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Bomb threat disrupts school

May 17, 1999|By BRUCE HAMILTON

A bomb threat briefly emptied South Hagerstown High School on Monday morning and police were searching for the caller who caused the disruption.

At approximately 9:15 a.m. a student aide answered the office telephone and the caller said there was a bomb in the school, according to Principal Michael Shockey. "It sounded like an adolescent," he said.

The school was evacuated for an hour as police, teachers and administrators searched the building. They determined South was secure at 10:30 a.m. and students returned from the parking lot as classes resumed.

The incident led to a shorter interruption than the May 4 evacuation of Boonsboro High School. It was the latest in a series of threats following the April 20 massacre at Columbine High School in Littleton, Colo.

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Hagerstown City Police Officers Gerard Kendle and Dwayne Freeman investigated Monday's threat. The school's telephone system is connected to a central computer that logs all incoming calls, they said.

They traced the call to a pay phone at Pharmhouse Drugstore on Maryland Avenue behind the school. They obtained descriptions of a few juveniles from witnesses.

"We had some suspects that didn't pan out," Kendle said.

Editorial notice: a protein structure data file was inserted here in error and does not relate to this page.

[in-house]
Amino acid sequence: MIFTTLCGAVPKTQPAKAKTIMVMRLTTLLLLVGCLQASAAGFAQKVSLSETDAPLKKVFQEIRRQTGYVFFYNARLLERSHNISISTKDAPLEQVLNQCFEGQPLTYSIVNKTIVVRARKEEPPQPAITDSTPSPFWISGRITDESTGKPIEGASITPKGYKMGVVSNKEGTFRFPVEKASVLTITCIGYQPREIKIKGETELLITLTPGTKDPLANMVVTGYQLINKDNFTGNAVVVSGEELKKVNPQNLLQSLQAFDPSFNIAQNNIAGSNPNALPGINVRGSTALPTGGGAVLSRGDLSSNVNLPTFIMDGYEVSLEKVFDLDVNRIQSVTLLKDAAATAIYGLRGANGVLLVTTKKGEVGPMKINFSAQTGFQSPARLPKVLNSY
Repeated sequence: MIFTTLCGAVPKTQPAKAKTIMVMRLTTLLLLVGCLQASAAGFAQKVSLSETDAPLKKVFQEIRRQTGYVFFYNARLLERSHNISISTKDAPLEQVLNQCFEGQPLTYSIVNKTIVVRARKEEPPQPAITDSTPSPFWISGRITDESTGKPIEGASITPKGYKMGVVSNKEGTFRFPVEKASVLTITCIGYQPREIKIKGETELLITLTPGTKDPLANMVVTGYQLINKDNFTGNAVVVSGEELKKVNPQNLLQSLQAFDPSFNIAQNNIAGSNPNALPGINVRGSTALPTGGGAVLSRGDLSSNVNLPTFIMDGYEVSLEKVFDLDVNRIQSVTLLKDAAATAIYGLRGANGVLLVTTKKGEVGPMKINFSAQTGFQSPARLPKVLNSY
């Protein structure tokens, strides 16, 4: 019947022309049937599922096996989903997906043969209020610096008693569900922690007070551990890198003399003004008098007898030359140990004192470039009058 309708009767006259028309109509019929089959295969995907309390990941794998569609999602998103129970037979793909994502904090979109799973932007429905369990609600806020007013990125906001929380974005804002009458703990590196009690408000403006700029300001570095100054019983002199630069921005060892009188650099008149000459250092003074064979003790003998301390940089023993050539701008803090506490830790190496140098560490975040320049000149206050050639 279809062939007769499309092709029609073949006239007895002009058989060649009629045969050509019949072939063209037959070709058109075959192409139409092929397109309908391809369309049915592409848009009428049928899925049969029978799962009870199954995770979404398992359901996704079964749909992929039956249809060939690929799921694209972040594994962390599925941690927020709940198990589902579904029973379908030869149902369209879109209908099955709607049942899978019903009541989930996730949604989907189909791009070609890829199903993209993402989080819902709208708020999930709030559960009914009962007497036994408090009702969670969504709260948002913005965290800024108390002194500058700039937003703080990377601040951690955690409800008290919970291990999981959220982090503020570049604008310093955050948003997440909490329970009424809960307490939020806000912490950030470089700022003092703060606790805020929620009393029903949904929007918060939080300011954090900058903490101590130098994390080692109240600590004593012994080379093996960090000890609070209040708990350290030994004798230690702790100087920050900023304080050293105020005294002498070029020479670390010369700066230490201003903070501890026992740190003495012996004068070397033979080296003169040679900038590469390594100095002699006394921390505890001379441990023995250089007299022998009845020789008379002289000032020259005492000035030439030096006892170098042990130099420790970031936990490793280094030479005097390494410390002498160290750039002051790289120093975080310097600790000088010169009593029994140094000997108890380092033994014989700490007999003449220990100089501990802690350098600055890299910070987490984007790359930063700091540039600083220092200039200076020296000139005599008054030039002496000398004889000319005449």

The police want to talk to a female who was seen with a few boys. She is not suspected of making the call, Kendle said. She was described as being white, with black hair with purple streaks and wearing black clothing, according to Kendle.

She also had multiple piercings, including a pierced nose and eyebrow.

Shockey said students were not allowed to leave without parental permission. "I'm allowing students to leave if their parents come and get them," he said Monday morning.

Several students left without permission and will be suspended, he said. "We cannot let kids do what they want in an emergency situation," said Shockey.

He said the caller disrupted the lives and education of 800 to 1,000 others. "Sometimes people do things as a joke or a hoax without realizing how many potentials for disaster they set in motion," he said.

Other than the six students who left school, everyone handled the threat well, Shockey said.

The person or persons responsible will be prosecuted to the fullest extent of the law, he said.

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